“The importance of our languages being spoken between generations can not be undervalued or replaced. We are fortunate to live in times when technologies can assist us to ensure that our languages are not forgotten. It does not replace human interaction, though it does provide us with the opportunity and ability to ensure our and future generations have a connection to ancestral belonging and knowledge.” says Suellyn Tighe.

This project is based on AUSTLANG, an online resource developed by Australian Institute of Aboriginal and Torres Strait Islander Studies (AIATSIS), which provides comprehensive information on the Aboriginal and Torres Strait Islander languages spoken across Australia in an effort to preserve our Indigenous Australian languages and what we know about them.

This NAIDOC week, you can learn more about the languages of Australia by looking up your local language using the AUSTLANG website and searching our Library for language resources.

Your new Library services platform

Library online search gets a facelift: read about the new integrated Library search tool for research, teaching and learning.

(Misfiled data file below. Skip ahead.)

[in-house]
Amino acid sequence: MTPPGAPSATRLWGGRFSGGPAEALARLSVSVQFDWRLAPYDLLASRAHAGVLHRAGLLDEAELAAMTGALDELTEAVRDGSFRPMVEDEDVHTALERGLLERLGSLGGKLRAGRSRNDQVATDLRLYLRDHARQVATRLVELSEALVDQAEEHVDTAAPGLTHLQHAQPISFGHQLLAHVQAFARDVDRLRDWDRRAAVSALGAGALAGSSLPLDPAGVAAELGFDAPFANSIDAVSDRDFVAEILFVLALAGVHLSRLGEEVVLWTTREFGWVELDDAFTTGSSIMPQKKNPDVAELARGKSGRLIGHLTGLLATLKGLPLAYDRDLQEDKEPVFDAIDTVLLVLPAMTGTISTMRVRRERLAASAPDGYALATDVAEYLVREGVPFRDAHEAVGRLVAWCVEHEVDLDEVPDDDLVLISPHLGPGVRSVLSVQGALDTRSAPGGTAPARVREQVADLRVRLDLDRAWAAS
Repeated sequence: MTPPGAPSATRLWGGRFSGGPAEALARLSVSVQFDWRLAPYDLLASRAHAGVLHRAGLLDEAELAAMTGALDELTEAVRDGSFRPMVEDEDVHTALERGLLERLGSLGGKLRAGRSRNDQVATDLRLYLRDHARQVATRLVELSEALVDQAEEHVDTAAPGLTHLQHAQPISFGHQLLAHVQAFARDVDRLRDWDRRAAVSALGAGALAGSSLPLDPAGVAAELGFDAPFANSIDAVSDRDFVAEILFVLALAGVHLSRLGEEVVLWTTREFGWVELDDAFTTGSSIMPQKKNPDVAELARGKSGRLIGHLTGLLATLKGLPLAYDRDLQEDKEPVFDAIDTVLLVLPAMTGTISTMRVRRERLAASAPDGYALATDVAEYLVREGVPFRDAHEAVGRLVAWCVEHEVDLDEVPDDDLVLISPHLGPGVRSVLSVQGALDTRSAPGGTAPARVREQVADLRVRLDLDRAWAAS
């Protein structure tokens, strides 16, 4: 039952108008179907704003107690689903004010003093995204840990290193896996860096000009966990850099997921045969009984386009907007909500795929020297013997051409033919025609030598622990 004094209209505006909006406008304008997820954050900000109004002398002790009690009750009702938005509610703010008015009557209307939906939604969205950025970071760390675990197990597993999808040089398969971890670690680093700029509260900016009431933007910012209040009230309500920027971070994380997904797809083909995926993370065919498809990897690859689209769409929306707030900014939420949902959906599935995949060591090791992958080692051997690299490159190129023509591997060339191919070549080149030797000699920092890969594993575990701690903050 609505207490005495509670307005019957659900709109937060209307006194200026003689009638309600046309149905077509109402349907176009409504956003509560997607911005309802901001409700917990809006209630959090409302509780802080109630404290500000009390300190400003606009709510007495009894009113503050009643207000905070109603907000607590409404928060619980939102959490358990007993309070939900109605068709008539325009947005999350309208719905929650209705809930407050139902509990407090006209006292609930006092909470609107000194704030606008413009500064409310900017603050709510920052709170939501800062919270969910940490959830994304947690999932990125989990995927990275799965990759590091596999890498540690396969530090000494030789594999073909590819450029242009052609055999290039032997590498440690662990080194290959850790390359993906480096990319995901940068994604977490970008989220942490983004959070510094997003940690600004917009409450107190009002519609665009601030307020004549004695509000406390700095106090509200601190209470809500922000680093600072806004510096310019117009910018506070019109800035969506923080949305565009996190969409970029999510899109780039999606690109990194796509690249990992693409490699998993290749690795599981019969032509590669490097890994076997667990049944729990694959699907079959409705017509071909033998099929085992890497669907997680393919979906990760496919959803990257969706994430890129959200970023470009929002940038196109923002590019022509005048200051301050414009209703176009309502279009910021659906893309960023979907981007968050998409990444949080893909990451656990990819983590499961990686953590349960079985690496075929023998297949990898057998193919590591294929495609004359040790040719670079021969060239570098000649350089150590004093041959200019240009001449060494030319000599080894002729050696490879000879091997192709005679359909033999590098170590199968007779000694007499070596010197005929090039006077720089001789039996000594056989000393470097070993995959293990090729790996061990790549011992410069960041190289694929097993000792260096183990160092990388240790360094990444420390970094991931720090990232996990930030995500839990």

Science library photo of ramp and books

The new Library Services Platform is a cloud-based tool used to manage information resources including a search portal, called Library Search for discovering library collections. This interface has replaced CrossSearch, the Catalogue, and MyLoans from January 2019.

The new provider for the Library Services Platform is Ex Libris – a major technology provider for research libraries globally. Their customers include Cambridge and Harvard.

The interface was updated in January 2019 and the new Library Services Platform automatically replaced the current platform.

Searching: A new single platform